Content

2. Artificial Intelligence in:

Henry Alexander Wittke

Artificial Intelligence, page 6 - 16

An Approach to Assess the Impact on the Information Economy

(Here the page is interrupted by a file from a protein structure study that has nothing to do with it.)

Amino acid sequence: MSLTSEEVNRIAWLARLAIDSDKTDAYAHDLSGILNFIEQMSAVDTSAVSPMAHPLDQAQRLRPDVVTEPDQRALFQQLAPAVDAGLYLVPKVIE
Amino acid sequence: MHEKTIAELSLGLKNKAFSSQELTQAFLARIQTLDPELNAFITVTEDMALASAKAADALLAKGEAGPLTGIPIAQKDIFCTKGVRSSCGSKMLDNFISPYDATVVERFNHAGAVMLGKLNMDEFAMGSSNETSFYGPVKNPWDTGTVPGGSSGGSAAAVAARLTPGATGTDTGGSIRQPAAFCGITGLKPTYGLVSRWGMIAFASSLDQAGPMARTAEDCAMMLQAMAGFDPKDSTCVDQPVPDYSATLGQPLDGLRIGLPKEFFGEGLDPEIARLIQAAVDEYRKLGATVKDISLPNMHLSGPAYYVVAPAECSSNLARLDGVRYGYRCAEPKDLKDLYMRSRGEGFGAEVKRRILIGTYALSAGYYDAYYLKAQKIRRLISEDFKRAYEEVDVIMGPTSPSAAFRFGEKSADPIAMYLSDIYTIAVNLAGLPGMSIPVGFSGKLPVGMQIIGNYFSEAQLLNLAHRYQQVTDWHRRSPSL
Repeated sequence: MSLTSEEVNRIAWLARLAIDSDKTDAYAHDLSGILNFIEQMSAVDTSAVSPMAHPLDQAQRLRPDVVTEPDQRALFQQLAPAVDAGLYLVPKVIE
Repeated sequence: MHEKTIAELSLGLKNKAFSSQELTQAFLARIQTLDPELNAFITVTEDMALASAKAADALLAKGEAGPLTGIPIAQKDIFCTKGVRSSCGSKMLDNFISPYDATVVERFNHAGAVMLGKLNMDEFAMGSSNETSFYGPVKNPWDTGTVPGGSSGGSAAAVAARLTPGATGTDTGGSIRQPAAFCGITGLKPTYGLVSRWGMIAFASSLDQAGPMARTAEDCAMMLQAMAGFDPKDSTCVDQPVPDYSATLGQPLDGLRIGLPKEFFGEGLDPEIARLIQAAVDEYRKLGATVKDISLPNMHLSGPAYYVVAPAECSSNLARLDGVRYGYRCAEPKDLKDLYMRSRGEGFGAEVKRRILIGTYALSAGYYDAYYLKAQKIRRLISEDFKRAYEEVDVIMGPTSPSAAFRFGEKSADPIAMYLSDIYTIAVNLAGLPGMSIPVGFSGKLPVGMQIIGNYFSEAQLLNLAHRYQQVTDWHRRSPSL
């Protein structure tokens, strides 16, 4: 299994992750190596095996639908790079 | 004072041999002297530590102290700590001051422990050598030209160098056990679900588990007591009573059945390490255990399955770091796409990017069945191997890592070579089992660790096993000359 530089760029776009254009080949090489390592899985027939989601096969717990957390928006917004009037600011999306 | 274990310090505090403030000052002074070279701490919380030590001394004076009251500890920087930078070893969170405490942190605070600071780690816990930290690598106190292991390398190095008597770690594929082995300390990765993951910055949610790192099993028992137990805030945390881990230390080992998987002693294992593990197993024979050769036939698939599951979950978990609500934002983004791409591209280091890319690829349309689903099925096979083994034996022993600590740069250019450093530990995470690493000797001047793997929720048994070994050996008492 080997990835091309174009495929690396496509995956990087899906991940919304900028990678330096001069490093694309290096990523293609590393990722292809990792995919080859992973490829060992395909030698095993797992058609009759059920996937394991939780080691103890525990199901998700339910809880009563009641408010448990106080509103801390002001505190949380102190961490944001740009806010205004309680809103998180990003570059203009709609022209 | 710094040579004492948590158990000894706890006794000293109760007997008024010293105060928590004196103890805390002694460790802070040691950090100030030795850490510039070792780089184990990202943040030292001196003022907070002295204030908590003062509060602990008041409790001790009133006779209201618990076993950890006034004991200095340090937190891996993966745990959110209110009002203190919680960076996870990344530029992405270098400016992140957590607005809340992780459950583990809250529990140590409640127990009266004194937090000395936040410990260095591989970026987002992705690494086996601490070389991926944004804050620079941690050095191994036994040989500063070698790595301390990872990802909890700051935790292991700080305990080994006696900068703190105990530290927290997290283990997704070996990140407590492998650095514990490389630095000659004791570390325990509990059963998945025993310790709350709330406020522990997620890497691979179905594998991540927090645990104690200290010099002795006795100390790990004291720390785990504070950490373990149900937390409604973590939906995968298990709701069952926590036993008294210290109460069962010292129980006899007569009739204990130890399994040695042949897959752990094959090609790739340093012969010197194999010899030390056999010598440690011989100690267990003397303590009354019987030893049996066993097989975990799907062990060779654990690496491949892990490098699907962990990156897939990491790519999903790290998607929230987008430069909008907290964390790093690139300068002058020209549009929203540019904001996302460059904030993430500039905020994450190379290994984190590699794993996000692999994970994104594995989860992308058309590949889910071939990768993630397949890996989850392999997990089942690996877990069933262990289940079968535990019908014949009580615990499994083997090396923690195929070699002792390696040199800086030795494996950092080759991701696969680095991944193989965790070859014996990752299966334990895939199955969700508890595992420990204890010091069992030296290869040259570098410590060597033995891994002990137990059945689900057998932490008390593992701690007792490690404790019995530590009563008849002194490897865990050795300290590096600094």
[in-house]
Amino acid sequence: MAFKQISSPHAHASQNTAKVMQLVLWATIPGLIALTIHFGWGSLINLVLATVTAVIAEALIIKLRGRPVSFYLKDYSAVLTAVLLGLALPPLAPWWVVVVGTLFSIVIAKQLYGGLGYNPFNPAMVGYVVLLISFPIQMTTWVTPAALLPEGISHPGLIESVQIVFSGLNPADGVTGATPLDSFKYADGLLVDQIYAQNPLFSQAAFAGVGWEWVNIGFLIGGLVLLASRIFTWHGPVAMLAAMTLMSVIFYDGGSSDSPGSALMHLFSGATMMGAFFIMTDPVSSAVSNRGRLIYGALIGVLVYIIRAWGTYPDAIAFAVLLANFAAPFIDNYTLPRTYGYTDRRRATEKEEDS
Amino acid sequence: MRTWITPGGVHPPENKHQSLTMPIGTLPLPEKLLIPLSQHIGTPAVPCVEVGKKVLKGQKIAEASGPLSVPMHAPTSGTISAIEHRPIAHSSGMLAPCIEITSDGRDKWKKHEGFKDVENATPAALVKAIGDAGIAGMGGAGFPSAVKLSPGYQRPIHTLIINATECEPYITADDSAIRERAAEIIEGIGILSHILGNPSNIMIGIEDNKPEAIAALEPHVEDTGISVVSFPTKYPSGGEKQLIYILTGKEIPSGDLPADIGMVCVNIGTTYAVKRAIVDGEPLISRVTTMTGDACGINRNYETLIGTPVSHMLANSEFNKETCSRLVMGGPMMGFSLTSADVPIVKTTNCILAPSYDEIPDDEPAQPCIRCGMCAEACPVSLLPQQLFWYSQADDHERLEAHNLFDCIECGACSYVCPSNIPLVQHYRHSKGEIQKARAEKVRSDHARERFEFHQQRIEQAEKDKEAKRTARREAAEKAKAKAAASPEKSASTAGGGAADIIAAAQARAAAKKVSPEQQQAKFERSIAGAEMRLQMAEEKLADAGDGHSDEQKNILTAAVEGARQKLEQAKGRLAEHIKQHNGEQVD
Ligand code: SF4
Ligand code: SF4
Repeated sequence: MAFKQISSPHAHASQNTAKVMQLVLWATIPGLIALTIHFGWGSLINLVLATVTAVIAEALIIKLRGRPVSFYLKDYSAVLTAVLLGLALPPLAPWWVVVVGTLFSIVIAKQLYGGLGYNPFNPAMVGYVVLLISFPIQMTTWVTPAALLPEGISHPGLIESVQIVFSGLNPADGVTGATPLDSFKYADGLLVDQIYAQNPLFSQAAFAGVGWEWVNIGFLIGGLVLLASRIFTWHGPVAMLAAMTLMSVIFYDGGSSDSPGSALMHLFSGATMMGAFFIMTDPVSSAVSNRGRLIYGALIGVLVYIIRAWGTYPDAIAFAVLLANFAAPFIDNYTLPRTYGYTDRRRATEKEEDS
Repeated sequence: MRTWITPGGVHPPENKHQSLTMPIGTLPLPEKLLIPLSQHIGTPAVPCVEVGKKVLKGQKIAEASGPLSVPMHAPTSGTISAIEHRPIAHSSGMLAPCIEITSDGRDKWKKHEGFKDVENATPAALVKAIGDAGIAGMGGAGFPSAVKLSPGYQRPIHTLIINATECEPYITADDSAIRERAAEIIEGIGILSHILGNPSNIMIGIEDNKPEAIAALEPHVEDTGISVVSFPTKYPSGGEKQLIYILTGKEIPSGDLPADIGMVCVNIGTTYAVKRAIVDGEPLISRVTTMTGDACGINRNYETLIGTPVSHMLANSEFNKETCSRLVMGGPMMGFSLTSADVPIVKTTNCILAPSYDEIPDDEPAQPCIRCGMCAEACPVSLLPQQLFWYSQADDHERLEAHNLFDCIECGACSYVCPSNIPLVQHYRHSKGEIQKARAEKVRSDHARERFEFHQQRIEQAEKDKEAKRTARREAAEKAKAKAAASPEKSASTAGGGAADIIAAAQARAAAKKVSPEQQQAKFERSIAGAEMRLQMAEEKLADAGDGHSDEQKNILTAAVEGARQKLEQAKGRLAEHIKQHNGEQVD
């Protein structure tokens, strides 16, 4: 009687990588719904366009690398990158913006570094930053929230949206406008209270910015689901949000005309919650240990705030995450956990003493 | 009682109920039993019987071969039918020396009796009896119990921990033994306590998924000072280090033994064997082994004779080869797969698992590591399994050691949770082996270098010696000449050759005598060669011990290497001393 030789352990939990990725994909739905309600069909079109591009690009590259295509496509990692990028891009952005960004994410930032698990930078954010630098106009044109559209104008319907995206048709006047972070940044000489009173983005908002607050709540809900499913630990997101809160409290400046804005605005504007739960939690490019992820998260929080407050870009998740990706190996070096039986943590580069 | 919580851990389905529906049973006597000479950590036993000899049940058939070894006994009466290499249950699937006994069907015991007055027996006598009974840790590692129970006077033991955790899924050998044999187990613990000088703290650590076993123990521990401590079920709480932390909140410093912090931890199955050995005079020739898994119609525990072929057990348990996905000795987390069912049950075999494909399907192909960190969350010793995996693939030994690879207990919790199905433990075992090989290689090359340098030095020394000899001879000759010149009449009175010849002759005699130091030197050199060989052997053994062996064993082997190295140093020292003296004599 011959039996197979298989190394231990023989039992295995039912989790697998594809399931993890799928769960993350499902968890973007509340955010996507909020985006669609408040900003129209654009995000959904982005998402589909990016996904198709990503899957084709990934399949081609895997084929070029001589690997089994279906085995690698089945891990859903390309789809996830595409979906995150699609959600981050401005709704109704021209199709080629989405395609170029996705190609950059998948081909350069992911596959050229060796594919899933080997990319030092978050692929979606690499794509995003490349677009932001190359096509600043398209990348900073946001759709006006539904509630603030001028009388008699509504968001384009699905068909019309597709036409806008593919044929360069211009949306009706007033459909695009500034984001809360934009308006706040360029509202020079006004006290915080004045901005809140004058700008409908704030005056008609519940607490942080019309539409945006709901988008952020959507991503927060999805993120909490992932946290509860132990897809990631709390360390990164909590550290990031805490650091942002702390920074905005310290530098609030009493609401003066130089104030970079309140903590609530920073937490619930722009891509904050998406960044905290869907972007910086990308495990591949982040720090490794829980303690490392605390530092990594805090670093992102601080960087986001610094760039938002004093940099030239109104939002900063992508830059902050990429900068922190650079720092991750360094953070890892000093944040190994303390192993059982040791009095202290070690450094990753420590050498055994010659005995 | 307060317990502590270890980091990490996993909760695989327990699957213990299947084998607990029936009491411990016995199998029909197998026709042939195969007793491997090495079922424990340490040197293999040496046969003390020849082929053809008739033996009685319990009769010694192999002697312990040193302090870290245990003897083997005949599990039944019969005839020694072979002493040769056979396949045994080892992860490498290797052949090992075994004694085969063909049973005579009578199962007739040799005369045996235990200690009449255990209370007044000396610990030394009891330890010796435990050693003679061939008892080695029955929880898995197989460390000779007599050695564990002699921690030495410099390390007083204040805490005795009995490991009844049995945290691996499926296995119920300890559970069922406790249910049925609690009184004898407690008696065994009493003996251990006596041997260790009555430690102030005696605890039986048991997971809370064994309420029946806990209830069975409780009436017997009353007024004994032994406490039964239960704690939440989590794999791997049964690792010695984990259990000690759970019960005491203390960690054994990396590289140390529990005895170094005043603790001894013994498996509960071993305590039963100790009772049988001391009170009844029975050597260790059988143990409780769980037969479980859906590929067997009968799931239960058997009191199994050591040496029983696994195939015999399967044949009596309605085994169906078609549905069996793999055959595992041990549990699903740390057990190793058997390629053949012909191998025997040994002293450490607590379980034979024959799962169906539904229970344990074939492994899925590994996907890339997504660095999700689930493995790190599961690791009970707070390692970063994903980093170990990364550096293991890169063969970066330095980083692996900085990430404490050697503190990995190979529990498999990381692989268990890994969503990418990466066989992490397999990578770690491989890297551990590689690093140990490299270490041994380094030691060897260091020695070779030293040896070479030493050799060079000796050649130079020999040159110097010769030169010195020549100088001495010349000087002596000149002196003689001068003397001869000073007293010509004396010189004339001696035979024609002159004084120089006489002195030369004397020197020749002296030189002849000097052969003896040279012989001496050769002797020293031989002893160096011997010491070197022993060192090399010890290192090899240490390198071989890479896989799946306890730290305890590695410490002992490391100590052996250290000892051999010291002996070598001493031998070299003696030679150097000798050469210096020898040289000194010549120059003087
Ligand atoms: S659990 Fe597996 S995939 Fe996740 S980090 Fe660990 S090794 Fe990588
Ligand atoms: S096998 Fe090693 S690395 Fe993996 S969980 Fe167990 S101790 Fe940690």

1. Edition 2020, ISBN print: 978-3-8288-4459-9, ISBN online: 978-3-8288-7480-0, https://doi.org/10.5771/9783828874800-6

Tectum, Baden-Baden
Bibliographic information